Different types: We can currently transplant different layers of the cornea, depending on which area is diseased or damaged. The visual recovery from each type of transplant is different, but there is usually little discomfort. Your corneal surgeon will discuss more details with you depending your condition and the recommended type of transplant. ...Read more
Slow recovery: This is done for corneal disease which obstructs the vision from a variety of causes. A transplant surgeon removes your diseased cornea with a cookie cutter like device and uses the same instrument to remove the donor cornea which is sewn in place. It is usually done under local; there is little or no pain; drops are used for 6-10 months while vision gradually recovers. Usually its good. ...Read more
Corneal opacificatio: When the transparency of the corneal can no longer be maintained or treated, and the cornea is not amendable to other non full-thickness procedures, like DSAEK, then a careful decision for full thickness corneal transplantation is considered. Prognosis for corneal transplantation procedures highly depends on the initial cause (s) of the corneal failure. ...Read more
Rejection: Many potential complications can associated with corneal transplant, either during the surgery or after surgery during recovery period. Hemorrhage inside the eye is the most serious complication during surgery. Rejection of the graft can occur years later. Infection is not common but can occur. Also some diseases can recur in the corneal graft too. ...Read more
Usually work well: It depends on several things such as the cause of the corneal opacification, and the donor tissue source. Patients with keratoconus do very well and can have the donor corneas last decades. If the cause is burns, infections or trauma, there can be vascular ingrowth around the cornea, and the donor tissue may experience some rejection that may require treatment. ...Read more
Trauma and rupture: Common risks are mentioned in other posts, infection, hemorrhage, rejection. One of my biggest concerns is trauma and rupture of the graft in cases where a full thickness penetrating transplant have been performed. The eye is forever fragile and even the slightest blow to the eye can lead to serious injury and blindness. The eye needs glasses to protect it. Risk is much lower in partial grafts. ...Read more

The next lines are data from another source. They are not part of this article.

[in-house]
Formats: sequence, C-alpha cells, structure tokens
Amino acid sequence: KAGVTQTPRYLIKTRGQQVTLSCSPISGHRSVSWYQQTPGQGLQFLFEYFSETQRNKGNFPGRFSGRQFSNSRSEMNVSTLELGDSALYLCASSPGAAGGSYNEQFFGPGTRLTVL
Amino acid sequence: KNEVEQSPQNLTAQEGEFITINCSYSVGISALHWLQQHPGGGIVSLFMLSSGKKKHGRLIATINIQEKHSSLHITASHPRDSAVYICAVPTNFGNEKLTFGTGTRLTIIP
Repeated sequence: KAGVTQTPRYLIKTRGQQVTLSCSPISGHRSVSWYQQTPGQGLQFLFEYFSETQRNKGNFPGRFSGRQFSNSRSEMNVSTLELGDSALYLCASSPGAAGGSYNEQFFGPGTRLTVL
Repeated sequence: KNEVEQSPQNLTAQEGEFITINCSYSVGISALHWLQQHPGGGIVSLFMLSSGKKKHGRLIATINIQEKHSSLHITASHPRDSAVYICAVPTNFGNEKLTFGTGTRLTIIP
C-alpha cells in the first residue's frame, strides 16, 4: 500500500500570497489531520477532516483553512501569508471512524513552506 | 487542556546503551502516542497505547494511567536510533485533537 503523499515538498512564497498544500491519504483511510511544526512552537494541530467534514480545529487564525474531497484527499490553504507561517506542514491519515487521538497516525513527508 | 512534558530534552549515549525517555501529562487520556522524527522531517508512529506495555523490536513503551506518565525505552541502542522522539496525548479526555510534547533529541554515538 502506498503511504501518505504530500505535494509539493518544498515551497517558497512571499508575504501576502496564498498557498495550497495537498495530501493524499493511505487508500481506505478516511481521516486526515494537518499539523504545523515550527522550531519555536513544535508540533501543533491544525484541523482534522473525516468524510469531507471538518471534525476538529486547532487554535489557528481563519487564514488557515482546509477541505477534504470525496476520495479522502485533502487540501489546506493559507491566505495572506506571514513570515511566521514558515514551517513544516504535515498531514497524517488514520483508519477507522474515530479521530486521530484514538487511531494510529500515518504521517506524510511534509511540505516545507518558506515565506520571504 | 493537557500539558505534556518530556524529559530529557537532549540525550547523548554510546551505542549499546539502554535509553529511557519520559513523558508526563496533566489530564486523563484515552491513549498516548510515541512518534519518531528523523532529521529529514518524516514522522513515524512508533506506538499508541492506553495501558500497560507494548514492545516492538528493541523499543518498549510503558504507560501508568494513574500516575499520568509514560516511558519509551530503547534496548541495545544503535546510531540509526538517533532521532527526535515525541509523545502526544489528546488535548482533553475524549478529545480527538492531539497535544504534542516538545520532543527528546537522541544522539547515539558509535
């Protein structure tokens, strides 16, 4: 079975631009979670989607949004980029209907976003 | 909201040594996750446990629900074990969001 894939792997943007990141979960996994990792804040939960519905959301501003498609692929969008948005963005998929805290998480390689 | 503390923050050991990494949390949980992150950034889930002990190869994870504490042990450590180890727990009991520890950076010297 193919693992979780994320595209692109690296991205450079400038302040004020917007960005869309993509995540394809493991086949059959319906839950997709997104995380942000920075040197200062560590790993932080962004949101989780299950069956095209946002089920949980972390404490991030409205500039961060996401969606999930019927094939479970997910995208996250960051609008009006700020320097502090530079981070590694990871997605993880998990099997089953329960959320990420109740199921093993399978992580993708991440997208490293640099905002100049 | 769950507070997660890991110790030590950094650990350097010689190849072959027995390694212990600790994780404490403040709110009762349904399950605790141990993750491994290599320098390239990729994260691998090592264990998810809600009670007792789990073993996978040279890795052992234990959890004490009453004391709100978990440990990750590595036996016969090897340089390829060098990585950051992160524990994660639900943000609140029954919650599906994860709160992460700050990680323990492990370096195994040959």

No: With the new partial thickness transplantation technique (dsek), the vision is very poor for the first 2 days as the air bubble in the front of the eye interferes with vision. After this, the vision returns relatively quickly so long as the transplanted tissue is healthy and swelling dissipates, usually 2-12 weeks. ...Read more
Yes, but...: Very unlikely but possible. If the combination of donor tissue, suturing, and your eyeball length work out, it can happen. But I wouldn't expect it, otherwise you might be disappointed. Remember, it's a marathon not a sprint. ...Read more
12-18 months: If all goes well, 12-18 months. Longer if problems are encountered. ...Read more
Depends: The recovery time depends on the type of transplant performed as well as your corneal disease. We can now selectively replace certain layers of the cornea only. The recovery time for vision varies according to which layer is replaced. The time to visual recovery also depends on what your diagnosis is. ...Read more